by Karen

I wanted to find out how many mg/gm are in your cream.

I just read on that for premenopausal women like myself I should use "15-24 mg/day for 14 days before expected menses, stopping the day or so before menses." Can you advise?

I also read, "Dr. Lee recommends that women avoid using higher than the recommended dosage to avoid hormone imbalances. More is not better when it comes to hormone balance." Can you let me know your thoughts?

I also read this on Dr Mercola's site ( "What happens, not only for progesterone cream, but for ANY hormone preparation you use by applying as a cream to your skin is that within a few weeks to a few months you will saturate the fat tissue with the hormones and they will actually stop working or can even make your symptoms worse.

The problem relates to the fact that progesterone is highly fat soluble and once applied to your skin will store itself in your fat tissue. When one initially uses the cream, there aren't any problems as the fat stores are very low. But as time goes on, the cream accumulates and contributes to disruptions in your adrenal hormones such as DHEA, cortisol, and testosterone. I have learned that although progesterone cream is an enormously useful tool, it needs to be used very cautiously.

I found that many of the women who were on the cream have terribly elevated levels of this hormone. Progesterone is normally a cyclical hormone and the body really needs to see a change in the concentration to affect a proper physiological response. If the level is constantly above the concentration that it recognizes as "off" or low, this is not possible.

Fortunately, this is repairable. But it may involve going off the cream for as long as two years to wash the progesterone out of your system." Can you advise? I feel very confused.

Thank you so much!!

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Aug 08, 2011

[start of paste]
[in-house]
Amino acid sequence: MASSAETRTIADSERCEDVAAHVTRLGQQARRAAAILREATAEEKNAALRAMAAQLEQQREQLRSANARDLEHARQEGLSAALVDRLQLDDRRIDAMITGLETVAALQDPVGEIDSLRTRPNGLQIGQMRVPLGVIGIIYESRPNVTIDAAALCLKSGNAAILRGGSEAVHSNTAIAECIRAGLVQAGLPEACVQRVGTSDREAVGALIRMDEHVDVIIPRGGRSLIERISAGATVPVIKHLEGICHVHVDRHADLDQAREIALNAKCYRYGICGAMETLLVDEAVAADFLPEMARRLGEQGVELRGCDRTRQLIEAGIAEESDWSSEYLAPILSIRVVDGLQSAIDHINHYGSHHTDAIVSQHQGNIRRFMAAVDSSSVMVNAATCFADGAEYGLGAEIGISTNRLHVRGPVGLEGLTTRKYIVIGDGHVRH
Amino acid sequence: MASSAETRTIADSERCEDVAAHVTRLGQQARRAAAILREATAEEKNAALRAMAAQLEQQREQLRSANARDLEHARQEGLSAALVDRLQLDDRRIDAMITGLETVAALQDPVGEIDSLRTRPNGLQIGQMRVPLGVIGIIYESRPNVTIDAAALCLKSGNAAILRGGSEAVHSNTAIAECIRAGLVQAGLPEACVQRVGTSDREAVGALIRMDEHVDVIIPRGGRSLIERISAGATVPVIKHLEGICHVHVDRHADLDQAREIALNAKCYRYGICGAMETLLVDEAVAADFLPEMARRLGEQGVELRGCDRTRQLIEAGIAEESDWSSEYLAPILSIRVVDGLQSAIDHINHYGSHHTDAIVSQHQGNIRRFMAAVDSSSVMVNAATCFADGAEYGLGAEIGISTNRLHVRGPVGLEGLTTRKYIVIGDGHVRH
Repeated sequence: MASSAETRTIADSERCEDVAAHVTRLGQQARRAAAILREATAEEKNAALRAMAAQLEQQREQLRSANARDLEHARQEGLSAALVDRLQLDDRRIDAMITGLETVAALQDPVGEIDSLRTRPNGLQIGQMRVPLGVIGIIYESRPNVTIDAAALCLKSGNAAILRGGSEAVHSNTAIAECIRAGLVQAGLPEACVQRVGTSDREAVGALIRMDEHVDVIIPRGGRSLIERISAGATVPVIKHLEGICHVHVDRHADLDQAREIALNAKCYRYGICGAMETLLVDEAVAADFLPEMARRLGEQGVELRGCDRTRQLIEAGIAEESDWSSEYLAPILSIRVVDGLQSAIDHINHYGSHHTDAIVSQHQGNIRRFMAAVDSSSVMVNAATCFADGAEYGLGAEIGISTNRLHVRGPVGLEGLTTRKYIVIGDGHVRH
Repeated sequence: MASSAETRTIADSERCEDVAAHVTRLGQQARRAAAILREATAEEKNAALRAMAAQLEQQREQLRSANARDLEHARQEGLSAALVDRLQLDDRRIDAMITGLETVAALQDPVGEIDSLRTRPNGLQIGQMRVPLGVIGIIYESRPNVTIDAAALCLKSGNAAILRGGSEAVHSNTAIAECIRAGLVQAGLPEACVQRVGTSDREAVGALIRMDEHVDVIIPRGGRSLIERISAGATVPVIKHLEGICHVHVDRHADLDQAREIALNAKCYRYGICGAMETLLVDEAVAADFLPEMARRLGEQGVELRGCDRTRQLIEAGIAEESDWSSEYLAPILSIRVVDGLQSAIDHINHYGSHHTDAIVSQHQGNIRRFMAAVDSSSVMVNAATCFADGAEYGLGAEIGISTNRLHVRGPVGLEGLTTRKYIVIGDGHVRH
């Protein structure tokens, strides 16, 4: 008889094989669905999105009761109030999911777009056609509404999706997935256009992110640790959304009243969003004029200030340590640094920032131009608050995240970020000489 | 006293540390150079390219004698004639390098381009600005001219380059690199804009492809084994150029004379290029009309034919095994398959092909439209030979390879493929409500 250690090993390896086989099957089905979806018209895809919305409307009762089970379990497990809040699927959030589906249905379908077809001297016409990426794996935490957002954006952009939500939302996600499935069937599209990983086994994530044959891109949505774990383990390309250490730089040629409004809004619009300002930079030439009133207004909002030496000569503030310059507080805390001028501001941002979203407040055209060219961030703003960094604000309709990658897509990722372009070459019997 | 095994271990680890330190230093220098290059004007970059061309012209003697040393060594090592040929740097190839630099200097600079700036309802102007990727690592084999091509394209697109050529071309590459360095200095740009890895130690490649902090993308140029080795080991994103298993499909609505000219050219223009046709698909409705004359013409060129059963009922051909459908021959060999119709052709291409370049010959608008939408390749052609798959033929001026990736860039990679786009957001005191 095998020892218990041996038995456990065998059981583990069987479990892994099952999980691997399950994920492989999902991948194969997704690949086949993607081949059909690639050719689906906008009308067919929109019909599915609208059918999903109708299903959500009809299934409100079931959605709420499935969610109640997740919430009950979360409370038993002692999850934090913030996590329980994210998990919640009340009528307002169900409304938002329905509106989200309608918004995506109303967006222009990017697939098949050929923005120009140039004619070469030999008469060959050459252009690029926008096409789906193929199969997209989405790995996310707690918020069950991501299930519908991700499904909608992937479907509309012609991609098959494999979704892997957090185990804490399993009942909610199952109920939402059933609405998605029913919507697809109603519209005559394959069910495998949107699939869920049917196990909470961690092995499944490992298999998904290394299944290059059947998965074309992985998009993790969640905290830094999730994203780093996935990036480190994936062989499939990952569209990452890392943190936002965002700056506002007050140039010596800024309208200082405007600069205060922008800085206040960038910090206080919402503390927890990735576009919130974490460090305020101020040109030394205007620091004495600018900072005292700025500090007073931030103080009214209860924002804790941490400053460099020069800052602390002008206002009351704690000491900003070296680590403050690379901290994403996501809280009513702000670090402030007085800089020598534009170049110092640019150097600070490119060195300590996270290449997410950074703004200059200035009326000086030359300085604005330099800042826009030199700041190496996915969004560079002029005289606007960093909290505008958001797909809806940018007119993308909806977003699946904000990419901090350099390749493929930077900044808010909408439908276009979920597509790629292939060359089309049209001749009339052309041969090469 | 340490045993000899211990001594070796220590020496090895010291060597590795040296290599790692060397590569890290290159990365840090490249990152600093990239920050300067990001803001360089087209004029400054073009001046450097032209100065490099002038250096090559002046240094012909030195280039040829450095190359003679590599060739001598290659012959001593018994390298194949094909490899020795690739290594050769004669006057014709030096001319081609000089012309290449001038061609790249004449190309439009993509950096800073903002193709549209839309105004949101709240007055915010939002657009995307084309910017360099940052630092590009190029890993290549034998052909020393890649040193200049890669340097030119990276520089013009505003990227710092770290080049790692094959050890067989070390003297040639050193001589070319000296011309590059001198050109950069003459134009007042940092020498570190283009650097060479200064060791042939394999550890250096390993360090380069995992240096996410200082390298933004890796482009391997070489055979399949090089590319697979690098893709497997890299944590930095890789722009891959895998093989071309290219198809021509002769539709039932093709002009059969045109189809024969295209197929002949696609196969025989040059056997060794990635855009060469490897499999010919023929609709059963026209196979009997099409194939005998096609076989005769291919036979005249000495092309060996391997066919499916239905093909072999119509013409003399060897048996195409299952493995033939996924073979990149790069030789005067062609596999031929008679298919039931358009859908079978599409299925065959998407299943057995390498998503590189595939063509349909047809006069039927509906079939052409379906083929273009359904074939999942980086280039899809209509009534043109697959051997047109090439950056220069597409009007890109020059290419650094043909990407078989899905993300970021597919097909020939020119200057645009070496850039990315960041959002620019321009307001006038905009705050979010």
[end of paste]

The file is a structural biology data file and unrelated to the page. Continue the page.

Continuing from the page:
by: Wray

Hi Karen It can be confusing with so much contradictory info on the web and in books, not to mention varies doctors views! I've used progesterone cream for 15 years now, and not once have I found it saturates my fatty layer. Each time I've run out or experimented by using more, I've had Oestrogen Dominance symptoms. I think my receptors are still working fine! One thing which is always overlooked are the 100 and more oestrogen mimics in our environment, see Our Stolen Future. These can play havoc with our hormones, and the only safe way to counter them is by using progesterone. Testosterone will also suppress excess oestrogen, but with severe adverse effects in women. I've found levels of 100-200mg/day progesterone are needed, sometimes more if symptoms are severe. Low amounts merely exacerbate the oestrogen dominance symptoms. Although Dr Lee recommends 15-24mg/day, Dr Dalton would use up to 800mg/day, and 2400mg/day if her patients had post natal psychosis. She was outspoken about any study which found progesterone doesn't work, as she said the amount used was far too low. I've found the same, high amounts are needed if symptoms are severe. For instance over 1200mg/day is given via IV transfusion to brain trauma victims, simply because they needed it, see here and here. We often need high amounts too, especially if oestrogen or testosterone is high. Dr Mercola is now advising women use the cream in their vagina's, as this bypasses the 'fatty layer'. Plus there are many blood vessels which pick up the progesterone. I often recommend women use it there, it's excellent if any dryness or inflammation is present. Oestrogen exacerbates Candida, whereas progesterone is protective. So using it in the vagina is excellent if any fungal infection is present. Natpro is a 3.3% strength cream, each tube containing 2000mg. This means each g or ml contains 33.3mg progesterone. We do have more info on our page How to use progesterone cream. Scroll to the very bottom of the page, which gives the amount in ml and teaspoons. Take care Wray

Aug 28, 2011
by: Anonymous

Thanks so much!! Can you tell me how grams, mls and tsps equivalate?

Aug 30, 2011
by: Wray

Hi there 1 ml of water weighs 1 gram, and although the SG (specific gravity) of a cream is lower that that of water, it's very close. So I tend to use ml and grams as the same unit when measuring a cream. 1 tsp = 5ml. Take care Wray

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